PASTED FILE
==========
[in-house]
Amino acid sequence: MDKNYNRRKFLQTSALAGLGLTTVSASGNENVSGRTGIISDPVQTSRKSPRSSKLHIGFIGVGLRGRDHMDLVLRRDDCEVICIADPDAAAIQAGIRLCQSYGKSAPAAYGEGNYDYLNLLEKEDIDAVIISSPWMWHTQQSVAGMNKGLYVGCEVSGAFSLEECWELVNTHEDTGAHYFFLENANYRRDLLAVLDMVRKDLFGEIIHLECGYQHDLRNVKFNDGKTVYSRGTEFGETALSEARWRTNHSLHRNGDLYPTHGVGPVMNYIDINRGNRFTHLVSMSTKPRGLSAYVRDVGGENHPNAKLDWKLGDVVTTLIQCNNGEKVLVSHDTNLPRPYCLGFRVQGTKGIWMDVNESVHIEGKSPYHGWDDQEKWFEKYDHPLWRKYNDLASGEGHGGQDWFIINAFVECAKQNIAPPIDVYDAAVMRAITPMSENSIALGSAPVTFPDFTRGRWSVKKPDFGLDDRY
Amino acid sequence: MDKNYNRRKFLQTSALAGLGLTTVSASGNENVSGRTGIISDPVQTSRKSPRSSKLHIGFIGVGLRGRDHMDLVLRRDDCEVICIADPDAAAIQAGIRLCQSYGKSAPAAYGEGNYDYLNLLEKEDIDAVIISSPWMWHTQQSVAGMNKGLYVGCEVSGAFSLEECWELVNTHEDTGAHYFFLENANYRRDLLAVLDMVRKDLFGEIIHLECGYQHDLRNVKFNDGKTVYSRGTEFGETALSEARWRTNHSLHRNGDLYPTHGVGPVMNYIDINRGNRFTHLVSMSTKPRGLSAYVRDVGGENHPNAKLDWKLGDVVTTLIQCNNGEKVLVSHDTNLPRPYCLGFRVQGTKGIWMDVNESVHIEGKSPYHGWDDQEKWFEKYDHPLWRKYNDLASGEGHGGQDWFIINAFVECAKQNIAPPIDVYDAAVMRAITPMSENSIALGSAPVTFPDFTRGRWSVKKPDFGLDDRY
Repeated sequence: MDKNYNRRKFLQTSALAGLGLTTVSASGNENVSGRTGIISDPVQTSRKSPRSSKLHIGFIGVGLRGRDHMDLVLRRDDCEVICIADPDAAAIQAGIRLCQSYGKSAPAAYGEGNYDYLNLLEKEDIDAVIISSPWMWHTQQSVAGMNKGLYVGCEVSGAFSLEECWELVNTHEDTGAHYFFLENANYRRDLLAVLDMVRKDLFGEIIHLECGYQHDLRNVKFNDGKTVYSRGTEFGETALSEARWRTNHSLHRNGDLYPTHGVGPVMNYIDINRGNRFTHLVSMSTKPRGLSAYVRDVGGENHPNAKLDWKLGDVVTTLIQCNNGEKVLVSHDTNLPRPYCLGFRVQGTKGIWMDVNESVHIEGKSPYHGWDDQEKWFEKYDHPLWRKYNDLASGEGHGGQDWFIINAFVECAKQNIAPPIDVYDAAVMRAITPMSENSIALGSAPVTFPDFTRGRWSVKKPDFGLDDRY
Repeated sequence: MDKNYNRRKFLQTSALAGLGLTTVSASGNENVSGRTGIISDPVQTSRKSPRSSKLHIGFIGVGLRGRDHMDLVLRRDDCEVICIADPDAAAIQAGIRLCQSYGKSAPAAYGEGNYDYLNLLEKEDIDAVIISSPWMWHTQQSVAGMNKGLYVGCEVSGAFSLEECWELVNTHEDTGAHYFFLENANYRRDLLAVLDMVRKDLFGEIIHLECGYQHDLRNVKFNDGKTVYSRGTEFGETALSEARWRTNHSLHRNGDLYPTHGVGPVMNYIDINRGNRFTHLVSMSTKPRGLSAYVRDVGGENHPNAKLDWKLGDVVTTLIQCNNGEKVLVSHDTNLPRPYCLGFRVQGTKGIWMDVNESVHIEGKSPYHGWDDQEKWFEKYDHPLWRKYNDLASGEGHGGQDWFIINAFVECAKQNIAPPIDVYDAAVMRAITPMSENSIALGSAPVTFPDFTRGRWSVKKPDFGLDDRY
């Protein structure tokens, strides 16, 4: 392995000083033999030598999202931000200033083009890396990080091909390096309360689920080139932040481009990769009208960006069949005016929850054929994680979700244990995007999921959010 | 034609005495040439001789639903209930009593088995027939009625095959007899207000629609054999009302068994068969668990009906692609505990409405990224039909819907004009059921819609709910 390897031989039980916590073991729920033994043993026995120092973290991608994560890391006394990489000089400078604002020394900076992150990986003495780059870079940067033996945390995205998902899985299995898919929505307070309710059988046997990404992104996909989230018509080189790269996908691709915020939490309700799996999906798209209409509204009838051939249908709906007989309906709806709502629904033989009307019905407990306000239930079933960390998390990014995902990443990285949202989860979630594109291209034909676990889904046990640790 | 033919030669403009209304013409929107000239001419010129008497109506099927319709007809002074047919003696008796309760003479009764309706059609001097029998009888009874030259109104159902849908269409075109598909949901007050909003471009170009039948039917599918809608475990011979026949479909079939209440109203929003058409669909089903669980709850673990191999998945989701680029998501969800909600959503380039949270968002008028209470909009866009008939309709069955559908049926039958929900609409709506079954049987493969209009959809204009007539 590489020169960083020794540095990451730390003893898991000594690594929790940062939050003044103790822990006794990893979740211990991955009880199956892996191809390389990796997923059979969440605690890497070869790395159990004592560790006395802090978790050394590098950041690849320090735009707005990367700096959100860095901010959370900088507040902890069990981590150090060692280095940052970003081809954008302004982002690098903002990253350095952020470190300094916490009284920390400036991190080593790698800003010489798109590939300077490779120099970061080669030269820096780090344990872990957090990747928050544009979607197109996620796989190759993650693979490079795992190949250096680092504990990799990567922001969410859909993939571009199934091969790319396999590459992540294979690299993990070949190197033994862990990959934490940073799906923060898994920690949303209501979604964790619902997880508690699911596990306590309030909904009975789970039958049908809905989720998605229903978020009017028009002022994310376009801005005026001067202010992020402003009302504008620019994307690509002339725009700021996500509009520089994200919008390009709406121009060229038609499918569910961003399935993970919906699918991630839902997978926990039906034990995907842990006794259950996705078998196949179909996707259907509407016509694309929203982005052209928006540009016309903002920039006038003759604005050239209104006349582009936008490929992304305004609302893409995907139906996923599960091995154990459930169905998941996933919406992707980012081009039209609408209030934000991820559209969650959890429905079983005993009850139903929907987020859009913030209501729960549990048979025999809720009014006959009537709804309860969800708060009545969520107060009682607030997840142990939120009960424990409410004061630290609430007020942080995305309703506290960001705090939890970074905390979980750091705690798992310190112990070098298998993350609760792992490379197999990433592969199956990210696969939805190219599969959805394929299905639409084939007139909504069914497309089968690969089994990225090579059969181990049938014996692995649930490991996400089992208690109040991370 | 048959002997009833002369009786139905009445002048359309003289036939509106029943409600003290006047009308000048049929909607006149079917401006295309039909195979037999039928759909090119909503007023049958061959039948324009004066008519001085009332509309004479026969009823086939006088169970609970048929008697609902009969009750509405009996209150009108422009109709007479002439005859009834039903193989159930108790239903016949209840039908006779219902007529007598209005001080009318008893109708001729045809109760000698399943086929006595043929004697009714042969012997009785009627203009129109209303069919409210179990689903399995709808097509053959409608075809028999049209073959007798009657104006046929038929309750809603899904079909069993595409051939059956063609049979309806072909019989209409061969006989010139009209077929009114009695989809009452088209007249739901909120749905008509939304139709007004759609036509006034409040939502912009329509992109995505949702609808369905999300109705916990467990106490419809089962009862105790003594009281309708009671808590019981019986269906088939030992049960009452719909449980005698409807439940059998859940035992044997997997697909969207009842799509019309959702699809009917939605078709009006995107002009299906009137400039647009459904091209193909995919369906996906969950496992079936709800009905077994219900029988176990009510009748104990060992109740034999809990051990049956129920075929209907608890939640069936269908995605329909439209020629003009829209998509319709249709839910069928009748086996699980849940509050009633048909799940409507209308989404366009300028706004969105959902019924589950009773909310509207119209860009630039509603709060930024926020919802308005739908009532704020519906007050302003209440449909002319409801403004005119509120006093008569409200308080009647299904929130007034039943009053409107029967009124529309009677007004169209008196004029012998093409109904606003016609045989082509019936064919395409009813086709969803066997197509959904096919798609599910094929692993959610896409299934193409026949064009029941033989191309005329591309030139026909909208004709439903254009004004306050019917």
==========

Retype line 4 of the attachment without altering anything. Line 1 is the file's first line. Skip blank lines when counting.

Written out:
Repeated sequence: MDKNYNRRKFLQTSALAGLGLTTVSASGNENVSGRTGIISDPVQTSRKSPRSSKLHIGFIGVGLRGRDHMDLVLRRDDCEVICIADPDAAAIQAGIRLCQSYGKSAPAAYGEGNYDYLNLLEKEDIDAVIISSPWMWHTQQSVAGMNKGLYVGCEVSGAFSLEECWELVNTHEDTGAHYFFLENANYRRDLLAVLDMVRKDLFGEIIHLECGYQHDLRNVKFNDGKTVYSRGTEFGETALSEARWRTNHSLHRNGDLYPTHGVGPVMNYIDINRGNRFTHLVSMSTKPRGLSAYVRDVGGENHPNAKLDWKLGDVVTTLIQCNNGEKVLVSHDTNLPRPYCLGFRVQGTKGIWMDVNESVHIEGKSPYHGWDDQEKWFEKYDHPLWRKYNDLASGEGHGGQDWFIINAFVECAKQNIAPPIDVYDAAVMRAITPMSENSIALGSAPVTFPDFTRGRWSVKKPDFGLDDRY